Thus, for the parol evidence rule to apply, a court must answer three questions: “(1) Have the parties made a contract? (2) Is that contract void or voidable because of illegality, fraud, mistake, or any other reason? (3) Did the parties assent to a particular writing as the complete and accurate ‘integration’ of that contract.” CORBIN ON CONTRACTS § 573. If the answer to any of these questions is “no,” then the rule does not apply. Id.

As the Third Circuit Court of Appeals has pointed out, “‘no contract, no parol evidence rule.’” Mellon, 951 F.2d at 1408. The court will deny the motion for reconsideration on these grounds.

The defendant’s argument that the court found the written agreement between the parties to be fully integrated is only a part of the inquiry into whether the parol evidence rule should apply, and it is not material to the issue of whether a contract actually exists between the parties.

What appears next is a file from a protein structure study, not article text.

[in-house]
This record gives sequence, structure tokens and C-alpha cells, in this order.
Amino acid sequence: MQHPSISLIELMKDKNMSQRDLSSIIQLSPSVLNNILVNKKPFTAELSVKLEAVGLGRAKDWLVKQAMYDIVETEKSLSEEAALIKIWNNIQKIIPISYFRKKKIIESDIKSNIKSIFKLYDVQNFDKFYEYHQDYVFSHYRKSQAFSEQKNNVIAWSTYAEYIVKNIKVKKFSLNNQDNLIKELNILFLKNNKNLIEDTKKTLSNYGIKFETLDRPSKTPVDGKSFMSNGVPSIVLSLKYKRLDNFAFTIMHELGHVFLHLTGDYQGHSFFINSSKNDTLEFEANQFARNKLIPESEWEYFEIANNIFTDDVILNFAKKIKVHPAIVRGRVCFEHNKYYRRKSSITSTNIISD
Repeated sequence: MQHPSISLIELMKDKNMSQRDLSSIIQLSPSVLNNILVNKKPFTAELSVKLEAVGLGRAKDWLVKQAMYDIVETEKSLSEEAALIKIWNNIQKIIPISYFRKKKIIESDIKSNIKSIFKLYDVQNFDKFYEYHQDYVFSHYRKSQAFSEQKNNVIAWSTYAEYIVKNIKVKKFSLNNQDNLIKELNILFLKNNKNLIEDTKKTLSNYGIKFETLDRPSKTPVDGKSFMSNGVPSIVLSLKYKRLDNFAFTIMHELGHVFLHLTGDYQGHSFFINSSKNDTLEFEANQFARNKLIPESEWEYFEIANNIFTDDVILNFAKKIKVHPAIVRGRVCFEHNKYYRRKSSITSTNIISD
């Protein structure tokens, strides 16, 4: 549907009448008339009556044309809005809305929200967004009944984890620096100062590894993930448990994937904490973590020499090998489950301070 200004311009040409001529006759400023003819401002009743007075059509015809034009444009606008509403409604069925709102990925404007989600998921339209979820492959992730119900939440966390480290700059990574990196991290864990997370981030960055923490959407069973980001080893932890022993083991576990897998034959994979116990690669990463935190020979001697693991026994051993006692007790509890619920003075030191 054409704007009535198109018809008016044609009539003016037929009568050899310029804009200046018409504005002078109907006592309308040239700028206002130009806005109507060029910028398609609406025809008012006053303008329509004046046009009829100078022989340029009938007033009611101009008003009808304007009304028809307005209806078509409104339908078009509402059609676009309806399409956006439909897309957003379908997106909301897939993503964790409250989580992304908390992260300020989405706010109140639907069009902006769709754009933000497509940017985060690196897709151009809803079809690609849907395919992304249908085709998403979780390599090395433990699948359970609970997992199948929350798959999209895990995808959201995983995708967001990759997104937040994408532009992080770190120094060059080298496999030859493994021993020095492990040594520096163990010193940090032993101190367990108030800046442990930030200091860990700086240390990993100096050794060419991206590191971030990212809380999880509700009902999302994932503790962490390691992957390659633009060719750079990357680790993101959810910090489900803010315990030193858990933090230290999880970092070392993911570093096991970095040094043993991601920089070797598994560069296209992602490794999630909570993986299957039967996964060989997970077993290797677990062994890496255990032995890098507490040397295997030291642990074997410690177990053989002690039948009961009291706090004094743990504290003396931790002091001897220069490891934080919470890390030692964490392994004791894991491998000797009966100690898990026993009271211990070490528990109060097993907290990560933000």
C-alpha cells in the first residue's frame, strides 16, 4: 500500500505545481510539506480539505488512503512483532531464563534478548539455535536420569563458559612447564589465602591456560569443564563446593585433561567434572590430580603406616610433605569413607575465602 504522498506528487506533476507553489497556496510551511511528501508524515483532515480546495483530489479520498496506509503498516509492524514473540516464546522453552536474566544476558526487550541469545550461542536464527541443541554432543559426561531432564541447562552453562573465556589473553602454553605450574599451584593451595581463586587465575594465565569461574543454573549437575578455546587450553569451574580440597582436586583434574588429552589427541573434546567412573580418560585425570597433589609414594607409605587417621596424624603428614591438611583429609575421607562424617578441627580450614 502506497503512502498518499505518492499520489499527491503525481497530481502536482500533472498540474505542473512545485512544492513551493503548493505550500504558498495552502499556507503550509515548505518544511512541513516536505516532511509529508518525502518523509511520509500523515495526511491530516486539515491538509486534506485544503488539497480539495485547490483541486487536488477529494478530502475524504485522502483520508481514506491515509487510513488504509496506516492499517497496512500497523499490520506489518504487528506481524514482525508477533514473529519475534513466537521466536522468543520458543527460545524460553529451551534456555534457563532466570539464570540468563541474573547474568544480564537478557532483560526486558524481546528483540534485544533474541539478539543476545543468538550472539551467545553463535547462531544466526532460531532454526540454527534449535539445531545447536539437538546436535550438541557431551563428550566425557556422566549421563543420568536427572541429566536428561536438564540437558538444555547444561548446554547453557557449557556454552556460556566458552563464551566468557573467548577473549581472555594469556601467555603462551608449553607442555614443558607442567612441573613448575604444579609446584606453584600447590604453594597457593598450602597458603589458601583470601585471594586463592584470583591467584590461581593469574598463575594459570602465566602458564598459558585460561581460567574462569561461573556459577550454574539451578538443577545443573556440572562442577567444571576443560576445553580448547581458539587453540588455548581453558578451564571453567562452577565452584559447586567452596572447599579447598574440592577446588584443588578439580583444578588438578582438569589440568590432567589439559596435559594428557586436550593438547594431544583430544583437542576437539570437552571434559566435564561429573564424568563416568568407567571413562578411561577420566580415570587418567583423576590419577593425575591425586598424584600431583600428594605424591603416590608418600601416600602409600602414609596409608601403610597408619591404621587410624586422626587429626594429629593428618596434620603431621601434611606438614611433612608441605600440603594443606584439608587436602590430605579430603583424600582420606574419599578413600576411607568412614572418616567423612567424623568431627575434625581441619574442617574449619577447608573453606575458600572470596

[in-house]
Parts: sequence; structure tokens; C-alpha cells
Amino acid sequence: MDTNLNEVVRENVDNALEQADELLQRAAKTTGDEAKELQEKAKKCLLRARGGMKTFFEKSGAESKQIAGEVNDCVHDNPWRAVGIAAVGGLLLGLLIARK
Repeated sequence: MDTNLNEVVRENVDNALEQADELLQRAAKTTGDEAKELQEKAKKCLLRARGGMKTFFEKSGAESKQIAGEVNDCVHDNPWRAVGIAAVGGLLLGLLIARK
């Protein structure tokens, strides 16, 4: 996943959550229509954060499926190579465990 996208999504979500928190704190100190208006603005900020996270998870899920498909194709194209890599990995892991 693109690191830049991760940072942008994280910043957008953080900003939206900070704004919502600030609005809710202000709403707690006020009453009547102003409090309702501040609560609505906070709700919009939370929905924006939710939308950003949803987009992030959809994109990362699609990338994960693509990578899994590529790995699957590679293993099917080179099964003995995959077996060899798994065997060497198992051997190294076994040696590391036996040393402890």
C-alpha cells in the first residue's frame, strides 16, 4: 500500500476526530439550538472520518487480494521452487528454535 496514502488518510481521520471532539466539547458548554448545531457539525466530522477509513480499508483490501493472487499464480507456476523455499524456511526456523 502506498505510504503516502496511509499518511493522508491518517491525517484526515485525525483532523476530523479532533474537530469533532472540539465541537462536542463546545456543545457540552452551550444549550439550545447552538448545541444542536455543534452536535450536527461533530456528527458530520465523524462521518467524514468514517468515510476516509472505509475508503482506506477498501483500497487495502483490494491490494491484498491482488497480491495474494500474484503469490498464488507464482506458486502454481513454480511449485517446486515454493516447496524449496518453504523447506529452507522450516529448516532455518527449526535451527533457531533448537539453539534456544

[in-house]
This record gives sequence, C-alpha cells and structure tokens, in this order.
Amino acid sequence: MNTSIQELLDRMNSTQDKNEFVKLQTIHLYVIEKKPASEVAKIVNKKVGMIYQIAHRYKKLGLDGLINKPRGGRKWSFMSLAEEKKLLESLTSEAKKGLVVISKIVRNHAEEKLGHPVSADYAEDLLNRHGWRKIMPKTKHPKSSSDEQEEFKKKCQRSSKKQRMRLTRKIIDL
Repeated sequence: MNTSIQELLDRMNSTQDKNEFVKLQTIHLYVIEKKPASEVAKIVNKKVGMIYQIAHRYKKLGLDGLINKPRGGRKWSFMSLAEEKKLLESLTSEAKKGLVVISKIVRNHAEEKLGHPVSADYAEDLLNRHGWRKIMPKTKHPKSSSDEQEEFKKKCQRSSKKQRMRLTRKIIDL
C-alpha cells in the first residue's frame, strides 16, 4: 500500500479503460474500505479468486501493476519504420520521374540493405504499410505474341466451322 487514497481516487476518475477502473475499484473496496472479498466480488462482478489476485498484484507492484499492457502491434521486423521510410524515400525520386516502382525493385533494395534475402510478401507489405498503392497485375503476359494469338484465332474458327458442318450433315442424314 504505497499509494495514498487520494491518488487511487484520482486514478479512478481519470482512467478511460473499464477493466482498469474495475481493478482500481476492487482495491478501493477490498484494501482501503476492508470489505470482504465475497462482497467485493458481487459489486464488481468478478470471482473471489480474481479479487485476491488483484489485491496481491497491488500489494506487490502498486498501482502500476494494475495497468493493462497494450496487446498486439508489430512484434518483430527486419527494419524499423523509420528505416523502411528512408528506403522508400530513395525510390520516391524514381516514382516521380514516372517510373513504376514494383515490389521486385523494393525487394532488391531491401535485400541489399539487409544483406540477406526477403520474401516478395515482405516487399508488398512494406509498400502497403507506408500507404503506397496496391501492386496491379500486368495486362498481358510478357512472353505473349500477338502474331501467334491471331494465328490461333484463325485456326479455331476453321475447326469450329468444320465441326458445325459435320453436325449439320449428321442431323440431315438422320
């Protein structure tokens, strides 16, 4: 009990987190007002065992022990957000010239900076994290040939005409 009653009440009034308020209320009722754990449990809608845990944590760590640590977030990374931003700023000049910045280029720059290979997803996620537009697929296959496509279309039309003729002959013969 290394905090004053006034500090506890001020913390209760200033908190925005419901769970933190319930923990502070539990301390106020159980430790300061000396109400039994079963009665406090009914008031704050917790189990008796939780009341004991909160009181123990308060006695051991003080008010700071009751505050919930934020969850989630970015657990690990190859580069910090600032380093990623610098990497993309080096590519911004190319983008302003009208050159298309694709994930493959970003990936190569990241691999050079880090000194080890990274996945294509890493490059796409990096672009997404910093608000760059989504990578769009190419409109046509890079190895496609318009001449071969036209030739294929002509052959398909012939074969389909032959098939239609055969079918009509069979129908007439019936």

The purpose of the parol evidence rule is to give meaning to the writings of parties who sign valid contracts. Here, the plaintiff alleges that no valid contract exits, because the defendant induced plaintiff to sign the contract through fraud. Plaintiff does not ask the court to interpret the terms of the contract between the parties by using oral or written evidence outside that document, but instead asks the court to find that no contract existed between the parties because of fraud in the inducement. “[E]vidence of fraud in the inducement will suspend the parol evidence rule because fraud prevents formation of a valid contract.” Mellon, 951 F.2d at 1408; see also, CORBIN ON CONTRACTS § 580 (noting that “fraud in the inducement of assent, or an antecedent mistake by one known to the other, may make the contract voidable without preventing its existence, and without showing that the writing was not agreed on as a complete integration of its terms.”). The parol evidence rule does not prevent an inquiry into the existence of a contract itself.